Dealing with Depression: Men Less Likely to Seek Help

First Posted: Aug 29, 2013 12:18 PM EDT

A new study estimates that though women are two times more likely than men to suffer from depression, recent information suggest that men may not have been opening up enough or asking the right questions regarding their mental health, ranging from crying to trouble sleeping, gambling, substance abuse, or womanizing.

Lead study author Lisa Martin, an assistant professor at the University of Michigan in Dearborn, discusses the factors typed into various symptoms, including how 30 percent of both men and women may become depressed at some point in their lives.

The study looked at 3,310 women and 2,382 men based at the university specifically regarding different gender traits invovling depression.

Previous studies show men and women will not necessarily deal with depression the same way or exhibit similar symptoms.

"If we can get men who have depression to recognize it in themselves and get treatment, that is really significant," Martin said, via USA Today, adding that depressed men are less likely than depressed women to seek treatment as they may see it as a sign of weakness.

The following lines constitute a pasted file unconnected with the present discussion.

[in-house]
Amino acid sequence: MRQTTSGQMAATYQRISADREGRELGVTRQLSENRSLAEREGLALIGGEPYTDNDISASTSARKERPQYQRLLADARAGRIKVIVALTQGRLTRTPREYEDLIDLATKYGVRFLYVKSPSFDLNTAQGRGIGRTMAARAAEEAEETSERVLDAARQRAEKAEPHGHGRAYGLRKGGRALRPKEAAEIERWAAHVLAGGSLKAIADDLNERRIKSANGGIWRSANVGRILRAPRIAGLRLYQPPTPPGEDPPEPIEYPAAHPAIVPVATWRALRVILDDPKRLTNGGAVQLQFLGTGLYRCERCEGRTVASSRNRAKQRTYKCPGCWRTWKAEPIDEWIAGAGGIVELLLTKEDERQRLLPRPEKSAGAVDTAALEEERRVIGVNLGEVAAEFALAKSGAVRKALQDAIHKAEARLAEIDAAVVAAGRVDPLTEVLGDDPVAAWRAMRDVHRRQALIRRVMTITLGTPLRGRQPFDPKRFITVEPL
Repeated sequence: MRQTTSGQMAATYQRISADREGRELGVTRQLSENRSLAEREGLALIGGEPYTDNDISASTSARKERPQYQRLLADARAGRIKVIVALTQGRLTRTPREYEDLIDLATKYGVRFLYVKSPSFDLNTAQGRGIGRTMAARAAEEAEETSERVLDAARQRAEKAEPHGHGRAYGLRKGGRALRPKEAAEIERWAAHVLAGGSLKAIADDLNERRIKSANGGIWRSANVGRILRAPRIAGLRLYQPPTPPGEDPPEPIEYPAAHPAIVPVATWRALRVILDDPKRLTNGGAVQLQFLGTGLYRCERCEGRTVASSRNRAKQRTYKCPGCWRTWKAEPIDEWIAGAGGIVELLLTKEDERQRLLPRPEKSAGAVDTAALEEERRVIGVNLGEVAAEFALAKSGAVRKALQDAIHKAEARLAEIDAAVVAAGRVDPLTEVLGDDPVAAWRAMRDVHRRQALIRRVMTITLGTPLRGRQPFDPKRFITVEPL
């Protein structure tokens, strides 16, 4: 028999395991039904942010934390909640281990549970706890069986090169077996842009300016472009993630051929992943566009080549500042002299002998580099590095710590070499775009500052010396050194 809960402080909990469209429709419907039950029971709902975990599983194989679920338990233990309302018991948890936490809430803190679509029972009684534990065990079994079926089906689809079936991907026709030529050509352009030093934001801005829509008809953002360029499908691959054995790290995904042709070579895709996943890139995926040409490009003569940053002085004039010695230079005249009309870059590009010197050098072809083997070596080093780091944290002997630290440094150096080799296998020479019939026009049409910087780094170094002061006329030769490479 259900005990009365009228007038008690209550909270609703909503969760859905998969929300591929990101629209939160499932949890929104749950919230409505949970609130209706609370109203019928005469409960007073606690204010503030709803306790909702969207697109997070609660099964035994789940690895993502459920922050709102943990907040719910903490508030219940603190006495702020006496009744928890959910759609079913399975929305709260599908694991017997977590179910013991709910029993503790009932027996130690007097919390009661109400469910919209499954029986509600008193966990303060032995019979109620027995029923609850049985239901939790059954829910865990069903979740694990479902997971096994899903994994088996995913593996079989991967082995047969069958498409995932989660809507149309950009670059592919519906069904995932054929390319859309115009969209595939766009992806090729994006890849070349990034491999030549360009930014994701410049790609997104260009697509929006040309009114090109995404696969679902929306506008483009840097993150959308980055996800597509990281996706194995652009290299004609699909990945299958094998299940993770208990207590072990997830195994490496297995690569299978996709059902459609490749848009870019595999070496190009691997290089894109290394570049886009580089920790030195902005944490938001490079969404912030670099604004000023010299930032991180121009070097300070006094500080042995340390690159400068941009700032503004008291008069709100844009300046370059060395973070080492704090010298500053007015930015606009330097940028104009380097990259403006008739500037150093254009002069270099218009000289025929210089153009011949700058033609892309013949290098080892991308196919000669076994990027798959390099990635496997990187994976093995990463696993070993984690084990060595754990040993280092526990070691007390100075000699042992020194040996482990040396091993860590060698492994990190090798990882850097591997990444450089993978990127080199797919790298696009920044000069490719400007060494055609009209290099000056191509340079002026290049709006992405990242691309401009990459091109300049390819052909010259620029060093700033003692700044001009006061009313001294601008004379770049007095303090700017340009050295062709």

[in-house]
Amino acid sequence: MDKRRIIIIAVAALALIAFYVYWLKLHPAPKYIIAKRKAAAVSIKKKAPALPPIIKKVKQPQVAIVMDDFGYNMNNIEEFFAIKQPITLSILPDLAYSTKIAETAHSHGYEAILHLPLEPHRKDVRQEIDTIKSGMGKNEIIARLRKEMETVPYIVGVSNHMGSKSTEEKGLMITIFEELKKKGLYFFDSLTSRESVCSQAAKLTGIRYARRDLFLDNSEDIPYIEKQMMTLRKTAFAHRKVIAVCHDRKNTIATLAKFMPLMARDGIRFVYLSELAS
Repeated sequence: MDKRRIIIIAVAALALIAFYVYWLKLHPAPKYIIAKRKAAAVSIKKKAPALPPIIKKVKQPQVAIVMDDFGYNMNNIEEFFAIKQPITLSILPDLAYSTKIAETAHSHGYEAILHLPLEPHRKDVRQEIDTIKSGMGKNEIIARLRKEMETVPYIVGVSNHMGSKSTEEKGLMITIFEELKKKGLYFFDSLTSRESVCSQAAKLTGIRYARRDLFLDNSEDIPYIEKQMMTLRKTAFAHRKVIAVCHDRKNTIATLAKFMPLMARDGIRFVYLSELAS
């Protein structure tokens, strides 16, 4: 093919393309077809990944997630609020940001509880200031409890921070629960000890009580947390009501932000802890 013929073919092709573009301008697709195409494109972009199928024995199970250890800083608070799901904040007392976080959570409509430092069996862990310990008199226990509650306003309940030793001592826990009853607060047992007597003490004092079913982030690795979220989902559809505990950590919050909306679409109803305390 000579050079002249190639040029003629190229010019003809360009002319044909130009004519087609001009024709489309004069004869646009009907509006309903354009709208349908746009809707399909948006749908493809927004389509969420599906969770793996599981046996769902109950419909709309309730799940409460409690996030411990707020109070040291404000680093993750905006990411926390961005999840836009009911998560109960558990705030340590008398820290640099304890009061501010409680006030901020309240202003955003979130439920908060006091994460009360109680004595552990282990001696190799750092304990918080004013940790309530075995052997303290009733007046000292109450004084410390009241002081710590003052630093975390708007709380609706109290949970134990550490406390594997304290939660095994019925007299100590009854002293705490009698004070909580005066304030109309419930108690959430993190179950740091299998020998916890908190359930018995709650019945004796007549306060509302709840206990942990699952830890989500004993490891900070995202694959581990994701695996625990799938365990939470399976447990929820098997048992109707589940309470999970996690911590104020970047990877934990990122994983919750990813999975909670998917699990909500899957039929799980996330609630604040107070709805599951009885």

Yet for men that do find themselves seeking help, it is often because a partner or spouse has requested it as an ultimatum for their relationship, threating a divorce or separation if no improvement is reached.

Study authors hope that with breaking down the stereotypes and a better understanding into the opposite sexes depression, more treatments can be provided and made more easily available.

More information regarding the study can be found via The Lancet

See Now: NASA's Juno Spacecraft's Rendezvous With Jupiter's Mammoth Cyclone

©2017 All rights reserved. Do not reproduce without permission. The window to the world of science news.

Join the Conversation

Real Time Analytics